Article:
Life in Miami is good. Warm weather all year around. Great beaches. Amazing clubs. Fantastic restaurants. Beautiful people. LeBron James has to be enticed by all that.
Plus he would make more money in Miami.
Yes, Cleveland can pay him more, for the first five years of the contract that comes to about $4 million more. But once you figure in state taxes, as Darren Rovell did at CNBC, Florida comes out on top because it doesn’t have any.
Playing in Cleveland, LeBron would face a state income tax of 5.925 percent, plus a Cleveland city tax of two percent.
Over the first five years of a new contract with Cleveland, James would give back $3,953,060 combined to the state and city for the 41 games each season he’d play at home. But James would have to pay none of that for home games in Miami since Florida doesn’t have an income tax.
Athletes have to pay income taxes to states that they play in on the road, so the games he’ll play away from home — whether he played for Cleveland or Miami — are essentially a wash. But there are, on average, 11 away games per season where James would have to pay Ohio and Cleveland taxes. Why? Because he has to pay when he plays in the six areas – Florida, Texas, Washington D.C., Illinois, Toronto and Tennessee – that have no jock taxes.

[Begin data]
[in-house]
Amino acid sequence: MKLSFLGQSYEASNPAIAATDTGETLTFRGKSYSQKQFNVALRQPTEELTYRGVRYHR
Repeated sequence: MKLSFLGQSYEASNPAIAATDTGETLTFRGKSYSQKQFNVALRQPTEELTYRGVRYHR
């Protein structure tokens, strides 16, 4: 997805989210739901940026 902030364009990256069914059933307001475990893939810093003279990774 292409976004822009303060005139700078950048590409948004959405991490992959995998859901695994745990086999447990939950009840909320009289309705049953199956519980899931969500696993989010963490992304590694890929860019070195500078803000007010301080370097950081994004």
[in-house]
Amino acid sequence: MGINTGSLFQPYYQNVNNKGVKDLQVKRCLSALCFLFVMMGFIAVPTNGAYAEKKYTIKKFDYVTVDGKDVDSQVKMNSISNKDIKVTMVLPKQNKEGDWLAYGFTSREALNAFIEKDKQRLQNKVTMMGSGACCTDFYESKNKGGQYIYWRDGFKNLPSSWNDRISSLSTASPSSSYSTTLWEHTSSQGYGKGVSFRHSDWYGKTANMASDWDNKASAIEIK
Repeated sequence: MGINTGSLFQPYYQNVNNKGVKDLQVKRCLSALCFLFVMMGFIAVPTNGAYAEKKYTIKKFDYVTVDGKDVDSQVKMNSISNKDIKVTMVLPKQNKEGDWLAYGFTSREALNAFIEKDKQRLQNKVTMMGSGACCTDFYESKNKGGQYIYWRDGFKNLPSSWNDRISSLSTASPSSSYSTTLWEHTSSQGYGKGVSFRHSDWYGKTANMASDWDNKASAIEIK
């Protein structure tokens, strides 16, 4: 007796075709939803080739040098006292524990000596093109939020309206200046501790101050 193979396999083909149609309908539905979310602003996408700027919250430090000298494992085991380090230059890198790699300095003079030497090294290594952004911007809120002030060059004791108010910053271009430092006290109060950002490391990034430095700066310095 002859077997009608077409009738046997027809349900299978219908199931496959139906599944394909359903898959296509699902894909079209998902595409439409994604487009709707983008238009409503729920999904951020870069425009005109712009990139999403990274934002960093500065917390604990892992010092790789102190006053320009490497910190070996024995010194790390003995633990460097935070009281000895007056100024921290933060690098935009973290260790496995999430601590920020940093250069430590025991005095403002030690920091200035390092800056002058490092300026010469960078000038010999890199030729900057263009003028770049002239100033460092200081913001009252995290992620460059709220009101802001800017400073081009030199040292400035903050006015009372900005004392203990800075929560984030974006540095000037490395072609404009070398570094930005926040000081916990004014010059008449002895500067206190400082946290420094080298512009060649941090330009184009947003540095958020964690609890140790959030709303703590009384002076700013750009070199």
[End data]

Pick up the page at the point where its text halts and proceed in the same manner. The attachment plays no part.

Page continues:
That’s another $1,061,128 he’ll have to pay in taxes that he wouldn’t have to pay in Miami.
That is about $5 million saved in state taxes the first five years, which is more than the $4 million more Cleveland can pay.
This ignores the sixth year, however. Cleveland, as the home team, can offer that sixth year and Miami can’t, and that one year would be more than $23 million. Factor that in and the numbers change.
But for the first five years of the deal, Miami gives you more take-home pay after taxes. Plus, beautiful people and beaches.